Saturday, August 10, 2013

Thoughts on my latest read: The Firebrand

This paperback has been on my to-be-read shelf for many years, ever since I first read The Mists of Avalon. Although I really enjoyed the perspective of the misunderstood villain/female in Mists, I somehow never found a good chance to pick up The Firebrand. I wish I had done so earlier. I also wish that I had read it earlier in my life in order to compare my understanding of the feminist themes now to what they would have been then.

Beyond being a well-written story, these themes struck me the most about this book. Nearly any historical fiction about medieval or ancient times will at least touch on the issue of women as commodities, and perhaps even the ubiquity of accepted rape, but it was Kassandra's commentary on these things that made them central themes in Firebrand. She seems to be the only one in Troy, even among other women, who questions or finds it outrageous that a woman can be carried off, raped, bought, sold, or claimed...and it's all completely acceptable as long as her violator marries her. She's written to see things things in the way a modern reader would. This makes her an accessible narrator, but at the same time it introduces an interesting interpretation of her curse.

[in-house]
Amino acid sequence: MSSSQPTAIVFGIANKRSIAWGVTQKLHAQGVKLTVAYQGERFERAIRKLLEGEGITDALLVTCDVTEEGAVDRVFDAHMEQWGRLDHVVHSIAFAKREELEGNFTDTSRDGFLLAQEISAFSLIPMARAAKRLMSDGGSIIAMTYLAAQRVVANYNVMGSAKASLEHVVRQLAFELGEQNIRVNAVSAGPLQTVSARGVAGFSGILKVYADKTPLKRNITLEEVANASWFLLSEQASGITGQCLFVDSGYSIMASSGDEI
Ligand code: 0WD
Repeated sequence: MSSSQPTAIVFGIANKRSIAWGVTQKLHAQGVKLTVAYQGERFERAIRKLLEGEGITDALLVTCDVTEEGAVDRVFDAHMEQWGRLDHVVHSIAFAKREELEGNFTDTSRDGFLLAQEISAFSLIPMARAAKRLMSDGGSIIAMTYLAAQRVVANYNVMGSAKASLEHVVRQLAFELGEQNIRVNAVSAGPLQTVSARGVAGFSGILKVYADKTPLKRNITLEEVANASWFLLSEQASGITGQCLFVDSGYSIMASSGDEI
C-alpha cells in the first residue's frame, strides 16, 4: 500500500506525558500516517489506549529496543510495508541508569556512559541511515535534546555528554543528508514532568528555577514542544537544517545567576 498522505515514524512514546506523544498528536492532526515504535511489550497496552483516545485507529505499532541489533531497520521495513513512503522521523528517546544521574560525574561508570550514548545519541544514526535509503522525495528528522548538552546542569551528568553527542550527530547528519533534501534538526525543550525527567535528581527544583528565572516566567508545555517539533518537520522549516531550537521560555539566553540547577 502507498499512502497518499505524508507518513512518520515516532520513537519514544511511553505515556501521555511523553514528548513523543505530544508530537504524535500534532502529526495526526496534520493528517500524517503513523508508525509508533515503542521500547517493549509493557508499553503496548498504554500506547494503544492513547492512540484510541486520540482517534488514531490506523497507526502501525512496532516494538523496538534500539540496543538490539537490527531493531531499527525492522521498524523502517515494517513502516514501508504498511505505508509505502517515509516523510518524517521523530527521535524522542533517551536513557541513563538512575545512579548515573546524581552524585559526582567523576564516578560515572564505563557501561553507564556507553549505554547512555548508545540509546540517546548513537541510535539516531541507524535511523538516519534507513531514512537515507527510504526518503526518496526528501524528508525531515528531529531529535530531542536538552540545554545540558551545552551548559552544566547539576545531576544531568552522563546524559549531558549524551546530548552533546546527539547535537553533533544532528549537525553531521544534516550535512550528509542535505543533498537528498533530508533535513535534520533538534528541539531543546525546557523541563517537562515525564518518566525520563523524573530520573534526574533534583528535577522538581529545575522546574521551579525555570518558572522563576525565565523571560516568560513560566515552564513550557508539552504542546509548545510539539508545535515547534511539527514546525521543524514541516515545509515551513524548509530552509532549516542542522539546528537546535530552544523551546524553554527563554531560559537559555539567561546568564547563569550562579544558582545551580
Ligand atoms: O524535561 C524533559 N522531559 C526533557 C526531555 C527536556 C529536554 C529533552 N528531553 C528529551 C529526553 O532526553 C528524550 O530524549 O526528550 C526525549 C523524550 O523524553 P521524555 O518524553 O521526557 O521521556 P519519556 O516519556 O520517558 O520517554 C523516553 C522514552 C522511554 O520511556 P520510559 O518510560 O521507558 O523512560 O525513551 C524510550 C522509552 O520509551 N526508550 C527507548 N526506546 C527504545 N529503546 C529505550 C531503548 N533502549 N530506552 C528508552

In the myth, Kassandra is cursed by Apollo to see the future, but never to be believed. But her gift in Firebrand manifests itself very early and appears to be either inborn or a gift of the mother goddess. And she's not believed from the start, first because she is a child, and then because she is a woman. She doesn't just see glimpses of the future, she sees events as they happen and understands them. She airs her views to others but is ignored. Her opinions sound sensible and right to a modern reader, but are constantly dismissed by the other characters as madness or else an attempt to create drama and draw attention to herself. Perhaps her curse isn't to be a seer but to be a woman ahead of her time.

I found many lines that echoed problems women face even now. One thread of the story is the pursuit of Kassandra by a priest of Apollo named Khryse. Upon his arrival in the temple, Khryse immediately begins to lust after her, despite the fact that she has take a vow of chastity. When she politely but firmly rebuffs him, he will not take no for an answer. When it escalates, he blames her for leading him on with her beauty, and even makes the excuse that the gods caused her to be beautiful and if he desires her, the gods clearly meant for him to have her.

This and other situations in an ancient setting seemed designed to parallel issues that plague women in the present day, even though we may think we've left these attitudes far behind. Firebrand works as a simple feminist retelling of the Iliad, but there also seems to be a very deliberate message underlining it.

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